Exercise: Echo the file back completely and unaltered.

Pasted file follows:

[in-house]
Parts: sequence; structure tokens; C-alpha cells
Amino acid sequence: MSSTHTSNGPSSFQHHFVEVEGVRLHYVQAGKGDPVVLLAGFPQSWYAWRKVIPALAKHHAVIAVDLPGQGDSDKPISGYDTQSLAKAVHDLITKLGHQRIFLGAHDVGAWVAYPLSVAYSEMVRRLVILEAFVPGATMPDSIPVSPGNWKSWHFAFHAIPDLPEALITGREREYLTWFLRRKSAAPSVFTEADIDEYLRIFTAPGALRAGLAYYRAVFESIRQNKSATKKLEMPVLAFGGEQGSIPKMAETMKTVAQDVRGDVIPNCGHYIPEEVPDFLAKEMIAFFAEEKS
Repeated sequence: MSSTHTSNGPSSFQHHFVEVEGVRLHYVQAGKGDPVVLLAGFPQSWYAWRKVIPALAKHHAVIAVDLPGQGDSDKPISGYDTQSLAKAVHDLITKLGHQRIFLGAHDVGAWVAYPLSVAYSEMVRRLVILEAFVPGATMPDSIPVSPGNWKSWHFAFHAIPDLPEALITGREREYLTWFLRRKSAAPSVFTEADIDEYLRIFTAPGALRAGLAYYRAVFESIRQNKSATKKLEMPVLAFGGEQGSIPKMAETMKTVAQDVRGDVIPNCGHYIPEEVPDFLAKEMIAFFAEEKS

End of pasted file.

[in-house]
Parts: sequence; structure tokens; C-alpha cells
Amino acid sequence: MSSTHTSNGPSSFQHHFVEVEGVRLHYVQAGKGDPVVLLAGFPQSWYAWRKVIPALAKHHAVIAVDLPGQGDSDKPISGYDTQSLAKAVHDLITKLGHQRIFLGAHDVGAWVAYPLSVAYSEMVRRLVILEAFVPGATMPDSIPVSPGNWKSWHFAFHAIPDLPEALITGREREYLTWFLRRKSAAPSVFTEADIDEYLRIFTAPGALRAGLAYYRAVFESIRQNKSATKKLEMPVLAFGGEQGSIPKMAETMKTVAQDVRGDVIPNCGHYIPEEVPDFLAKEMIAFFAEEKS
Repeated sequence: MSSTHTSNGPSSFQHHFVEVEGVRLHYVQAGKGDPVVLLAGFPQSWYAWRKVIPALAKHHAVIAVDLPGQGDSDKPISGYDTQSLAKAVHDLITKLGHQRIFLGAHDVGAWVAYPLSVAYSEMVRRLVILEAFVPGATMPDSIPVSPGNWKSWHFAFHAIPDLPEALITGREREYLTWFLRRKSAAPSVFTEADIDEYLRIFTAPGALRAGLAYYRAVFESIRQNKSATKKLEMPVLAFGGEQGSIPKMAETMKTVAQDVRGDVIPNCGHYIPEEVPDFLAKEMIAFFAEEKS